This blog is the latest in a series titled Tales from the Field, where we explore a variety of scenarios that our engineers, technicians, and researchers have faced while supporting customers in the field.
It's not often that a vending machine is the cause of potentially tens of millions of dollars of loss for your company. We imagine the worst case scenario with this type of asset is that your employees lose a few coins every now and then, but when we connect anything to everything without proper visibility or segmentation, the attack surface of our networks grows exponentially.
A few years ago, I was part of a highly competitive proof-of-value (PoV) process at the flagship production site of a major consumer goods brand ahead of one of the largest sporting tournaments on the planet. The company which runs the site has a total of 300 facilities across the globe, and because of the sheer scale of onboarding, a new solution had invited multiple industrial cybersecurity vendors like Claroty to take part in the evaluation, KPI creation, and to provide implementation proposals. In a way, our very own league of industrial cybersecurity vendors was also having its biggest tournament of the year.
At the time, I was a pre-sales engineer at Claroty and led the tech side of the engagement and subsequent investigation. During a test deployment of Claroty Continuous Threat Detection (CTD) at the site, we began receiving alerts relating to a security breach. Since Claroty was the only one receiving these alerts, we began working with the potential customer to uncover their origins. The breach was the WannaCry ransomware. It had been picked up by one of CTD's threat detection engines, and as we began to investigate, the magnitude of the situation became clear–it had already spread to multiple sites around the globe and was busy encrypting production systems.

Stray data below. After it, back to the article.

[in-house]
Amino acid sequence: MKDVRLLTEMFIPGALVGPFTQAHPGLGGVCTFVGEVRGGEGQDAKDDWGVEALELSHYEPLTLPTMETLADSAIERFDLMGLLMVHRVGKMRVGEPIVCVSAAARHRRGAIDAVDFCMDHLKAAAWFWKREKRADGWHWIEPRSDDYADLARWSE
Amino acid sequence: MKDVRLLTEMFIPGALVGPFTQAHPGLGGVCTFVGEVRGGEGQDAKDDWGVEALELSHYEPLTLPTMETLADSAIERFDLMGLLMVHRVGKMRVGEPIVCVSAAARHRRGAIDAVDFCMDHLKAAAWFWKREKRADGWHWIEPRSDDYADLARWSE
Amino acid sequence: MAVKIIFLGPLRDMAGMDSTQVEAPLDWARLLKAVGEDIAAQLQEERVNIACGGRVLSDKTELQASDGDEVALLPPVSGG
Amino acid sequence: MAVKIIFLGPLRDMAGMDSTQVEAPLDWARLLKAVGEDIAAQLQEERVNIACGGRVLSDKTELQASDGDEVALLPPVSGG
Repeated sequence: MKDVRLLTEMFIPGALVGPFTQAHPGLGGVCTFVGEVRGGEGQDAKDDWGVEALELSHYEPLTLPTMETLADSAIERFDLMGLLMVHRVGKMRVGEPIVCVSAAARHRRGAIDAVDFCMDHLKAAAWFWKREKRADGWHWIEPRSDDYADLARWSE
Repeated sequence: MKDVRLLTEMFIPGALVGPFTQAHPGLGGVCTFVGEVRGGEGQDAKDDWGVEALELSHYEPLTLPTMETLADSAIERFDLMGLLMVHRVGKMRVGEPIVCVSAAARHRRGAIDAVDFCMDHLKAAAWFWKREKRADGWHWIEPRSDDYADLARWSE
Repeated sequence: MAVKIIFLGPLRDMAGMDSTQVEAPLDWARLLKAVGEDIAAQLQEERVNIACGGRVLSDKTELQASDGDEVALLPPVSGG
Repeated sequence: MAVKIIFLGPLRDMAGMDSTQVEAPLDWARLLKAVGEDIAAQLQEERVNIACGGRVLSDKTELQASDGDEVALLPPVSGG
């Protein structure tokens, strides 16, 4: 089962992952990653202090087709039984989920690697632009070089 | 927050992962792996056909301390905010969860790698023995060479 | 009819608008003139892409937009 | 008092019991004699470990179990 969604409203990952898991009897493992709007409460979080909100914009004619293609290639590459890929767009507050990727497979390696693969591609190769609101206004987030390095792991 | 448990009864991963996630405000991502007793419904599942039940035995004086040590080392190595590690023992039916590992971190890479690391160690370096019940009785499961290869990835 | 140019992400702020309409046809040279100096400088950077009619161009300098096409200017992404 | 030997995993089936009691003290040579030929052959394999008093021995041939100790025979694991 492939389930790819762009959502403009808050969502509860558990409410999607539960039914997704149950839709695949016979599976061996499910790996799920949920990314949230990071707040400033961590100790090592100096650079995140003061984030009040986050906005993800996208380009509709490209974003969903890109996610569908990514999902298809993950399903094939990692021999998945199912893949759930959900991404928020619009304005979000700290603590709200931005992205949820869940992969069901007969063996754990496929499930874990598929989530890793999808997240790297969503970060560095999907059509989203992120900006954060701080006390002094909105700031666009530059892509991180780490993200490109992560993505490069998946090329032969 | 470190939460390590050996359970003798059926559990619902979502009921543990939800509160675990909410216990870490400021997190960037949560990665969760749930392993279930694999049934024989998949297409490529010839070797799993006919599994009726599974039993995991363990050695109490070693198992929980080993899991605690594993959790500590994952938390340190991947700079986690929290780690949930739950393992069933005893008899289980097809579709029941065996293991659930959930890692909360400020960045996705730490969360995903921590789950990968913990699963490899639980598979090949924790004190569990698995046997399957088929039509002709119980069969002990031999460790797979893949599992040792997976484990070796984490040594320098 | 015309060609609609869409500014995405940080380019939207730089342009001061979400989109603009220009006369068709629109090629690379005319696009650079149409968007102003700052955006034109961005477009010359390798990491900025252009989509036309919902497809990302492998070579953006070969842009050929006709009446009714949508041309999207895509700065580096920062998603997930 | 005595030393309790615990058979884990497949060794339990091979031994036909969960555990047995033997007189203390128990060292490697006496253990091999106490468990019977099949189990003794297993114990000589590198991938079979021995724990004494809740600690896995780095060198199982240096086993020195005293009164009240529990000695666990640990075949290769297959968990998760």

The situation was clear, there was absolutely no scenario where this site could afford downtime given that they were on a full production schedule ahead of the major sports tournament. Recognizing this, Claroty immediately dispatched a SME on the WannaCry ransomware to assist me and the team in the investigation.
Our biggest challenge when approaching how to resolve the breach was a total lack of visibility across assets and network communications. Adding to this, a lack of proper segmentation meant the malware had spread to other sites with little to no effort and since we were not currently deployed across all 300 sites we had to think out of the box in order to identify, prioritize, and isolate affected parts of the network.
The first step was to act fast in identifying the entry point into the network. With little visibility into the overall network we identified—you guessed it—a breakroom vending machine to be the culprit. Whether this connection to the broader network was a mistake or done purposefully in order to process payment information and monitor inventory, this device was given unfettered access to an operational network worth billions of dollars due to a lack of proper visibility and segmentation.
From here, we followed a trail of network communications, relying on CTD to provide visibility into asset communications, quickly, at more sites along the way to reveal and map the propagation path. This allowed us to work with the potential customer to quickly isolate areas of the network which had been affected by the ransomware. Within hours of the discovery, we went from a single alert spawned by a vending machine to multi-site visibility that enabled the customer to halt the malware in its tracks. Through this action we were also able to extend their existing IT security controls (such as a combined IT/OT threat signature database and indicators of compromise) to the industrial environment.
Through the collaborative efforts of Claroty engineers and site personnel we were able to achieve a zero downtime outcome. With downtime costs at a company this size in their industry ranging above $5M per hour, this was the only acceptable solution.